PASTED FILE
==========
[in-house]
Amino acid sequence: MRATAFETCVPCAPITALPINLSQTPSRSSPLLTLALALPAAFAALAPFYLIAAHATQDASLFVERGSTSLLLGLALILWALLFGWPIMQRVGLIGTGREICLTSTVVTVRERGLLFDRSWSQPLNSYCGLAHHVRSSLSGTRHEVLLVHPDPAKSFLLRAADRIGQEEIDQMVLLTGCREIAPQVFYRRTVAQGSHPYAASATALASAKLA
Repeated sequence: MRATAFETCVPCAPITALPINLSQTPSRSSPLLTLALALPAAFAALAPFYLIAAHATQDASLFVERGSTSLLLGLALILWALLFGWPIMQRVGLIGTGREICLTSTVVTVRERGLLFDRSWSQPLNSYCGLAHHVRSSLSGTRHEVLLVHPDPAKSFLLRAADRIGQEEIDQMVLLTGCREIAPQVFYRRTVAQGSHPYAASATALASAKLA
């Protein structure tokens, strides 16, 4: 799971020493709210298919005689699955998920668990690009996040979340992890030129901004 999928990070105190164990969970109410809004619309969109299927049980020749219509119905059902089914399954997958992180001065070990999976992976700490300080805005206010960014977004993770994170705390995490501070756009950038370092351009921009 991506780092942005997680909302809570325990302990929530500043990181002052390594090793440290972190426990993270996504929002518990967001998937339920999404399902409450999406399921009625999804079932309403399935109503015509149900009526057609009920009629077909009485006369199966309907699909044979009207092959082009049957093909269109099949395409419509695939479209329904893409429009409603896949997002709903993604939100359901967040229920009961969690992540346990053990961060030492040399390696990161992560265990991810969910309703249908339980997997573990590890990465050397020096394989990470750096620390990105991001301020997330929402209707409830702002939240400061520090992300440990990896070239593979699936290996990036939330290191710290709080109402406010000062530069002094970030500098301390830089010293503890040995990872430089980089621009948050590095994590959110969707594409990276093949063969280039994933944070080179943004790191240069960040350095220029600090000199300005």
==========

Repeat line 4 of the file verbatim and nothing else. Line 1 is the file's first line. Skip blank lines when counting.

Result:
């Protein structure tokens, strides 16, 4: 799971020493709210298919005689699955998920668990690009996040979340992890030129901004 999928990070105190164990969970109410809004619309969109299927049980020749219509119905059902089914399954997958992180001065070990999976992976700490300080805005206010960014977004993770994170705390995490501070756009950038370092351009921009 991506780092942005997680909302809570325990302990929530500043990181002052390594090793440290972190426990993270996504929002518990967001998937339920999404399902409450999406399921009625999804079932309403399935109503015509149900009526057609009920009629077909009485006369199966309907699909044979009207092959082009049957093909269109099949395409419509695939479209329904893409429009409603896949997002709903993604939100359901967040229920009961969690992540346990053990961060030492040399390696990161992560265990991810969910309703249908339980997997573990590890990465050397020096394989990470750096620390990105991001301020997330929402209707409830702002939240400061520090992300440990990896070239593979699936290996990036939330290191710290709080109402406010000062530069002094970030500098301390830089010293503890040995990872430089980089621009948050590095994590959110969707594409990276093949063969280039994933944070080179943004790191240069960040350095220029600090000199300005």